Access Control – CompTIA Network+ N10-007 – 4.2

| April 23, 2018


How to you provide access to your network and services? In this video, you’ll learn about network access control, port security, captive portals, and more.

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As a network administrator, you’ll probably want to keep people off of the network until they’ve provided the correct authentication. One way to do this is by using port-based network access control, or NAC. The most common type of NAC is using a standard called IEEE 802.1X. When we say port-based access control, we are referring to physical interfaces or physical access to the network. This is not describing a way to restrict access to TCP or UDP ports. If you’re using 802.1X for your network access control, then you’re probably using a type of EAP to provide the authentication. This is extensible authentication protocol, and there’s a triple-a server that’s running TACACS or RADIUS that usually verifies that authentication.

Although it’s good to use network access control, you should also disable any interfaces on a switch that are not in use, and you might also want to enable any MAC address checking functions in your switch to make sure that no one is trying to get around some of the functionality of NAC by spoofing a MAC address.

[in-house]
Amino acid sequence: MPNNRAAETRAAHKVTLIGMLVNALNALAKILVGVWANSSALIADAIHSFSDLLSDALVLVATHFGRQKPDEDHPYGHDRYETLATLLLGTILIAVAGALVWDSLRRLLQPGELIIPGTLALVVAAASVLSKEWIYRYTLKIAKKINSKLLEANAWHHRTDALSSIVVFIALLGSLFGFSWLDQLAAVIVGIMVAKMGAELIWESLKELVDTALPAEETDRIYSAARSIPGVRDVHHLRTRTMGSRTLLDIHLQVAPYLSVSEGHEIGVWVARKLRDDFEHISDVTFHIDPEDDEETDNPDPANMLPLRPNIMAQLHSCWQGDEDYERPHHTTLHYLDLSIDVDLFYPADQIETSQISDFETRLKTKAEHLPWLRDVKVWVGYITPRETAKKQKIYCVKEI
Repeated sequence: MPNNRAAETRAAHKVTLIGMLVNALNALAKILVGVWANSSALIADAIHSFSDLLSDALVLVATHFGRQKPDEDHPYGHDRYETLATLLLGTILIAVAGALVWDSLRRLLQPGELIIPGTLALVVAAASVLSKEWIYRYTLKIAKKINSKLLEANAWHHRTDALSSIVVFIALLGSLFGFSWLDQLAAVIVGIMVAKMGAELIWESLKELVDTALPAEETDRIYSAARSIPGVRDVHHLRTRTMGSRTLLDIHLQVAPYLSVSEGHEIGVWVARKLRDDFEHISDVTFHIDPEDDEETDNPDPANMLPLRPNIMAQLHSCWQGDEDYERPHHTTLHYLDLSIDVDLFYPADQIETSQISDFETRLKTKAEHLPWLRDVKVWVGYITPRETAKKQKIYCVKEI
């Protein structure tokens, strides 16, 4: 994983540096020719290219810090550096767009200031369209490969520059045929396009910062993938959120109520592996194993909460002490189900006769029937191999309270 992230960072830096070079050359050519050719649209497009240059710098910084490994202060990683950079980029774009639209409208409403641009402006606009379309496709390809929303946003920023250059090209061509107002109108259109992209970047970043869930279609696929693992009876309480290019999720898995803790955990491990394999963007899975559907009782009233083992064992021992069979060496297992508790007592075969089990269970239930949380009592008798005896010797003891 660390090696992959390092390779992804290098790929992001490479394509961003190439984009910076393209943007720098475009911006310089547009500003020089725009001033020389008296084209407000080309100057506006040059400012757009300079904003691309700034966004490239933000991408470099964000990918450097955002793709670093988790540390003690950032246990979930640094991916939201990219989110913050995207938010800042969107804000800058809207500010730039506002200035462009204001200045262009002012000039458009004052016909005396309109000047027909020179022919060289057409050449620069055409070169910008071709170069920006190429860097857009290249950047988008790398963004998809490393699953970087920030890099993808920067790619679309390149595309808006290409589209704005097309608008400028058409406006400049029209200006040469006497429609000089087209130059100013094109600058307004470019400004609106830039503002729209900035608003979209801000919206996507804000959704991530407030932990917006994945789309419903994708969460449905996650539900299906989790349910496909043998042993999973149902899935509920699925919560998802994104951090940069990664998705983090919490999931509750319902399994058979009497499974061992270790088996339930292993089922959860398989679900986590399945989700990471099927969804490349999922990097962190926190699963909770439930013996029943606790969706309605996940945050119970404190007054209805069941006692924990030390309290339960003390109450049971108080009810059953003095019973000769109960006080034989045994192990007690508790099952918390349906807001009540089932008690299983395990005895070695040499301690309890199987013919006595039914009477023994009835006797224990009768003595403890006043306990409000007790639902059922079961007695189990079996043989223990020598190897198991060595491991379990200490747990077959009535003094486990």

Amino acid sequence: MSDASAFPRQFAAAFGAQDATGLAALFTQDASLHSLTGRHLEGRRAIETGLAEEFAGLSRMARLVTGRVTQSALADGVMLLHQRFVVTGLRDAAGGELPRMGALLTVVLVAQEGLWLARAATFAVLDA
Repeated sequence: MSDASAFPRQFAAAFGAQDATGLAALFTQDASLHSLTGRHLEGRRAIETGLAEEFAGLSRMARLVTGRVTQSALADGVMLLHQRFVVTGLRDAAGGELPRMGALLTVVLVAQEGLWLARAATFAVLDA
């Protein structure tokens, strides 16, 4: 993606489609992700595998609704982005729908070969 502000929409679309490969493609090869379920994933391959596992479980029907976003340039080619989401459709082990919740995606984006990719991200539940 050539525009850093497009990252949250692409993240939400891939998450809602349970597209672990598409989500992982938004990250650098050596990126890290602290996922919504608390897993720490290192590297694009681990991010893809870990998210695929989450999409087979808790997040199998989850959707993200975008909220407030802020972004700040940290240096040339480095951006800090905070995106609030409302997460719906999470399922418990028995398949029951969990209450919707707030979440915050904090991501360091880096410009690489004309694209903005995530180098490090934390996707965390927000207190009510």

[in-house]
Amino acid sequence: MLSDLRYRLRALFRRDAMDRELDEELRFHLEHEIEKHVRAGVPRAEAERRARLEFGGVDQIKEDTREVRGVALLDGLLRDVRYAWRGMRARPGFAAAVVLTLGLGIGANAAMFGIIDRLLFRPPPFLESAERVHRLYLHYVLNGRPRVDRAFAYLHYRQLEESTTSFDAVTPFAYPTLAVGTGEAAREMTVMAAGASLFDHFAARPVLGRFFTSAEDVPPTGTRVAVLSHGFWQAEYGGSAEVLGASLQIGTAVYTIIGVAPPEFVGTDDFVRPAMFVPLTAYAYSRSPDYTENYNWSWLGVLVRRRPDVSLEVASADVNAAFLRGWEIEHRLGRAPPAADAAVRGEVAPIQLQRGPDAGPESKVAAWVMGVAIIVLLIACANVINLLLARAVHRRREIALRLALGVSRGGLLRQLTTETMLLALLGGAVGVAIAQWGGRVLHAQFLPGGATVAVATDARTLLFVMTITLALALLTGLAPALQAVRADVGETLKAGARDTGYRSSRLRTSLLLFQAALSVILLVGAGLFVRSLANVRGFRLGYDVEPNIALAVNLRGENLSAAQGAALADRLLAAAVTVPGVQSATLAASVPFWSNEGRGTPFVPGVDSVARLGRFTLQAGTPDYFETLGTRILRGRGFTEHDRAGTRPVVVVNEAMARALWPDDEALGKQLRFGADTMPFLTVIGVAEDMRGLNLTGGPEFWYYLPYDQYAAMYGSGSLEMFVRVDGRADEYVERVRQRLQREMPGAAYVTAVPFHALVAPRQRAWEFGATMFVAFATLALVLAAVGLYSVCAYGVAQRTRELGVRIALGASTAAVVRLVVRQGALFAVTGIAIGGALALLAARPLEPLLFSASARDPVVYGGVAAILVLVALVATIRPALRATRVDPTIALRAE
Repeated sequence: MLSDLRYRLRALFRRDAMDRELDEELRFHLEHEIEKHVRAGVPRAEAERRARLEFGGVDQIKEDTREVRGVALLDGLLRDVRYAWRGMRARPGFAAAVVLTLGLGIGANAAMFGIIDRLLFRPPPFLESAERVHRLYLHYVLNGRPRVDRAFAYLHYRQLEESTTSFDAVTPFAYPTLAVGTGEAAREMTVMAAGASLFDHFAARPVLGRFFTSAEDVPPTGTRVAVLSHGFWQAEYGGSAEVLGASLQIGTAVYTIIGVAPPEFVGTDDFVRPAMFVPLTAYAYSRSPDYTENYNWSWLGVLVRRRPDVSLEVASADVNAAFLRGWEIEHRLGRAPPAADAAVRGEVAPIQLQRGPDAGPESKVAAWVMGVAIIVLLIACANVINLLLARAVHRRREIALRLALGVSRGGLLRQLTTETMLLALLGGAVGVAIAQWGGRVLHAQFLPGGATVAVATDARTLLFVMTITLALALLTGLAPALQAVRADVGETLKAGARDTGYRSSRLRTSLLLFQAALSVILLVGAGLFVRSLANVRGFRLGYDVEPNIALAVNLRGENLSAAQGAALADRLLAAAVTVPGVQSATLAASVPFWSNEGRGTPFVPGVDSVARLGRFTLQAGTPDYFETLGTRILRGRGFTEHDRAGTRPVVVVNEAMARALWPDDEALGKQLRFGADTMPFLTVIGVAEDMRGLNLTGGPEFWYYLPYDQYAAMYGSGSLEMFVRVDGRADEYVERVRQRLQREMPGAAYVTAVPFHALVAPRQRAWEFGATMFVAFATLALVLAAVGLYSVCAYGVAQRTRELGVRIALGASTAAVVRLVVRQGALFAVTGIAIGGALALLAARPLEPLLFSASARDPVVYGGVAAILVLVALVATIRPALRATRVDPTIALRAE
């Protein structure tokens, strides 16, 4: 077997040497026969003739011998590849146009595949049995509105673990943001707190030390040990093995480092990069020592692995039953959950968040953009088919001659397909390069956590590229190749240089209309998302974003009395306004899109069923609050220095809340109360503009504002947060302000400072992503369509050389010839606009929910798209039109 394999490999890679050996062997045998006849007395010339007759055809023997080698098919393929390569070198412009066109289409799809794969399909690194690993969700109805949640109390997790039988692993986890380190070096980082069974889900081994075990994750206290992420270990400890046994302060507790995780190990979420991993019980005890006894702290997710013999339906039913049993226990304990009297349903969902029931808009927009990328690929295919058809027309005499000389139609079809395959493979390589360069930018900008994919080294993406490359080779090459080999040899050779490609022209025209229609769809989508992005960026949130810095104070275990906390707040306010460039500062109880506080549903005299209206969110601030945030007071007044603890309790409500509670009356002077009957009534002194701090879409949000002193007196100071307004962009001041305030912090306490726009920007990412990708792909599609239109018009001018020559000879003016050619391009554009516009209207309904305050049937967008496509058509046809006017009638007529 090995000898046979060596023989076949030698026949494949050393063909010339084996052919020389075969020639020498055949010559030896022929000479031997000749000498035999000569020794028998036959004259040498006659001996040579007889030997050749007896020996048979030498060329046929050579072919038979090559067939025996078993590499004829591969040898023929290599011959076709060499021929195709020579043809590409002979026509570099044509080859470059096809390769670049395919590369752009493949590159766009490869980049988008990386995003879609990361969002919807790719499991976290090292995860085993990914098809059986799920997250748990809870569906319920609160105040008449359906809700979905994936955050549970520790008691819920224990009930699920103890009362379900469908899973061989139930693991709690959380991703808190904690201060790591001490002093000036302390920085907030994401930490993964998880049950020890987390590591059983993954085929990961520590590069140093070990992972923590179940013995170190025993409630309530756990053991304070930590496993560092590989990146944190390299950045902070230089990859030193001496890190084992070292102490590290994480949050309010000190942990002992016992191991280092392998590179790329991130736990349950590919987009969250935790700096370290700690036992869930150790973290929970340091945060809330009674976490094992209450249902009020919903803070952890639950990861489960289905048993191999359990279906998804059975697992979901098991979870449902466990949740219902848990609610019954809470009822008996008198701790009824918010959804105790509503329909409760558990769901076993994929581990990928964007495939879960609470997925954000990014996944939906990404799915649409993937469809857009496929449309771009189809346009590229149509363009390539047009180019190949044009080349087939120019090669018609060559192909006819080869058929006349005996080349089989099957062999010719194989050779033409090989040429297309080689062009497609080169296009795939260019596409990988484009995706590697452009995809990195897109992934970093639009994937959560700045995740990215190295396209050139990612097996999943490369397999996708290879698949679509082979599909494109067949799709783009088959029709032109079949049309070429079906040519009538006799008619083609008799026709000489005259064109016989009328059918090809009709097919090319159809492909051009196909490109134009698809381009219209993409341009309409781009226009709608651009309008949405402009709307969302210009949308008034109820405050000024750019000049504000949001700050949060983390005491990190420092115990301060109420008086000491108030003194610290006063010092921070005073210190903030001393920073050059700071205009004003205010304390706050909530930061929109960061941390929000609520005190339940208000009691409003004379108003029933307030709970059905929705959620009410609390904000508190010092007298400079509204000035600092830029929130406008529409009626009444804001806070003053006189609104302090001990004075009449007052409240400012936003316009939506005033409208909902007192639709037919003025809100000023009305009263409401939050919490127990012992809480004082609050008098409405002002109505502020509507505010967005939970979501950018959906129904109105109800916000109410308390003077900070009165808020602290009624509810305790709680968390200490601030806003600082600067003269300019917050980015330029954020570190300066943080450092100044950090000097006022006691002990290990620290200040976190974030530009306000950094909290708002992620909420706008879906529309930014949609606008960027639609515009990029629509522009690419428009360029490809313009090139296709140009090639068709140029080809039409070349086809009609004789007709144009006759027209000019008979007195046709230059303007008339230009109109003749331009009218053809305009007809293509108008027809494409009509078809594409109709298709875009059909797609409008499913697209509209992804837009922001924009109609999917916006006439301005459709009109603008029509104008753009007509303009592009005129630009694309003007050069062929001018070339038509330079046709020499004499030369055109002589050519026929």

There are three devices that communicate during this 802.1 authentication process. We have the supplicant, that’s usually a software client that’s running on your device; so this could be on a laptop. You have the authenticator, which is usually inside of a switch, and usually there’s a AAA server used for authentication in the back-end. When you first connect to the network and try to access an interface, you’ll find there’s no communication. The authenticator will then communicate to you and say, is there someone new here? You need to provide some type of authentication.

The authenticator will then send a message back saying, is someone new here? It will send a request for an EAP. The supplicant will then provide a response with the authentication information. The authenticator will take that authentication information and pass it through to the authentication server. The authentication server will say that that’s a valid log in, but let’s find out if we have the right credentials to gain access. The authenticator then requests that information from the supplicant, and the credentials are then provided. If those credentials match what’s on the authentication server, then the authentication server will let the authenticator know that all of the credentials looked fine and that particular device is allowed access to the network.